Why glycemic index should matter to you
Knowing the glycemic index of food is important for diabetics.
November 28, 2016 - Author: Pam Daniels, Michigan State University Extension
When you have diabetes or pre-diabetes you often hear the word “glycemic.” Perhaps you are familiar with the terms, “hyperglycemic’ or ‘hypoglycemic’. Hyperglycemia means blood sugar is high. Hypoglycemia is when blood sugar is low. “Glycemic index” or (GI) is another important term to know because the glycemic index of food affects blood sugar. GI ranks carbohydrate foods and how carbohydrate foods affect blood sugar.
To understand how Gl relates to food, it may help to picture it as a measuring stick used to rank how foods affect blood sugar. Just as foods high in carbohydrates raise blood glucose levels, so do foods with a high GI. Meats and fats do not have a GI because these foods do not contain carbohydrates.
A food with a high GI raises blood glucose more than a food with a medium or low Gl. The smaller the glycemic number, the less impact the food has on your blood sugar. The GI of food is affected by whether the food is eaten alone or with a meal. You can also combine foods with high and low glycemic levels to balance out the meal. Fat and fiber tend to lower the GI of food. Also, keep in mind your portion size as this can affect the GI of your meal.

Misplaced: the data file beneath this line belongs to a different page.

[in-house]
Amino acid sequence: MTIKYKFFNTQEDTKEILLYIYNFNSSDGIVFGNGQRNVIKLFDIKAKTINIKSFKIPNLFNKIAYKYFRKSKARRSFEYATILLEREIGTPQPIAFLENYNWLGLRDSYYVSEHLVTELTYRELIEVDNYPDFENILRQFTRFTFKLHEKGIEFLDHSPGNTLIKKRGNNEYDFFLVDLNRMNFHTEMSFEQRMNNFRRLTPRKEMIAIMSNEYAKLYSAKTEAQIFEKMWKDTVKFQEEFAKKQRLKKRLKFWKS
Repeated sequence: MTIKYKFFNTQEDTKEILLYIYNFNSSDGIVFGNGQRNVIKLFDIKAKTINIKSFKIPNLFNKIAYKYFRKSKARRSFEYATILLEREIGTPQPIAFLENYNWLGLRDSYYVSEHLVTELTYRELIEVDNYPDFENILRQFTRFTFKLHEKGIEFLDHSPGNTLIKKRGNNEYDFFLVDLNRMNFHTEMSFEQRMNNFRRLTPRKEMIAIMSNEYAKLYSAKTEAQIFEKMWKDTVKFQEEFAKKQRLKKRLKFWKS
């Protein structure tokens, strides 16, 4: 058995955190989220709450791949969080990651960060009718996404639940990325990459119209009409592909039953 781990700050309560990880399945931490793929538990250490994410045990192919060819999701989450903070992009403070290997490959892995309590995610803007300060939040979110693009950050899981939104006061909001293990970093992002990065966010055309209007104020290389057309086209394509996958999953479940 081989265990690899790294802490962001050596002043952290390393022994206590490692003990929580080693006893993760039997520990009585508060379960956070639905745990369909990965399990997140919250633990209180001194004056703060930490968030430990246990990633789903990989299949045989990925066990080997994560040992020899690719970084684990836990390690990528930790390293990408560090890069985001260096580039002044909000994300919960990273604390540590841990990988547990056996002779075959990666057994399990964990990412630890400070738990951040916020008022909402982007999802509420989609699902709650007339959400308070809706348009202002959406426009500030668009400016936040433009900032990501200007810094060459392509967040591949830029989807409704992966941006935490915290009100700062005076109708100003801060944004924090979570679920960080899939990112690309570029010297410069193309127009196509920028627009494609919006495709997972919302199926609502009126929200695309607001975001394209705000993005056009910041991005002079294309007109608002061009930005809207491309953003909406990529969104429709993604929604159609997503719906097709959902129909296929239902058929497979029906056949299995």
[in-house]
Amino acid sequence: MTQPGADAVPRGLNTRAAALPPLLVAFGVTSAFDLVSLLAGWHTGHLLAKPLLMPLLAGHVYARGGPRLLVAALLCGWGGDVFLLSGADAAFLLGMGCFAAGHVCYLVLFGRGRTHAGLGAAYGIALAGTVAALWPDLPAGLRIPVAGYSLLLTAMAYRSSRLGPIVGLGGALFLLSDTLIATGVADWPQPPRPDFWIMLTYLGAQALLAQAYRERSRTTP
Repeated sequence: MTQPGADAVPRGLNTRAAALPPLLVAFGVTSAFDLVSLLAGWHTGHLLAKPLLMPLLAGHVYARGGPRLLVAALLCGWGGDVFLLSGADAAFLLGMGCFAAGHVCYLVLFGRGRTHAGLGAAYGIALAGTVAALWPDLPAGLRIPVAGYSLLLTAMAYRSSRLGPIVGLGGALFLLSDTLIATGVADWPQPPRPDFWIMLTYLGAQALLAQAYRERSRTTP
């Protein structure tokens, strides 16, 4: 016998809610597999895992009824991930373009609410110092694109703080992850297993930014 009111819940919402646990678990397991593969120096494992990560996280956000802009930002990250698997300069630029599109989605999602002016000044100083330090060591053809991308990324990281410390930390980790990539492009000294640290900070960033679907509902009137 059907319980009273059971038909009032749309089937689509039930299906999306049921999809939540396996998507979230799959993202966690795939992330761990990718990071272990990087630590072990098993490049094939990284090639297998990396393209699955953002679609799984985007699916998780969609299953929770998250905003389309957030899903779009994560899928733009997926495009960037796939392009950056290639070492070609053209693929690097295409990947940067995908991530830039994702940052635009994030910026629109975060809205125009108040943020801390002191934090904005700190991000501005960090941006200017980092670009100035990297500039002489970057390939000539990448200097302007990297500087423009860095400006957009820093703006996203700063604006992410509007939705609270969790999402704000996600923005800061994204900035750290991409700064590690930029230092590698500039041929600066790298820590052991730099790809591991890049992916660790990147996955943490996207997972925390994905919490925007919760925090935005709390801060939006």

Here are some examples from the American Diabetes Association:
- High GI food examples (70 or more) - White bread or bagel, corn flakes, puffed rice, bran flakes, instant oatmeal, short-grain white rice, rice pasta, macaroni and cheese from mix, russet potato, pumpkin, pretzels, rice cakes, popcorn, saltine crackers melons and pineapple.
- Medium GI food examples (56-69) - Whole wheat, rye and pita bread, quick oats, brown, wild or basmati rice, couscous.
- Low GI food examples (55 or less) - 100 percent stone-ground whole-wheat or pumpernickel bread, oatmeal (rolled or steel-cut), oat bran, muesli, pasta, converted rice, barley, bulger, sweet potato, corn, yam, lima/butter beans, peas, legumes and lentils, most fruits, non-starchy vegetables and carrots.
It is important for people with diabetes to remember that individualized food plans may be needed. Ask your healthcare provider for a list of common foods and their glycemic index. Your diabetes educator or healthcare provider may recommend you learn more about glycemic load which can help you get an individualized glycemic index focused on your specific needs.
To learn more about chronic disease and diabetes and to see a list of related workshops in your area, visit Michigan State University Extension.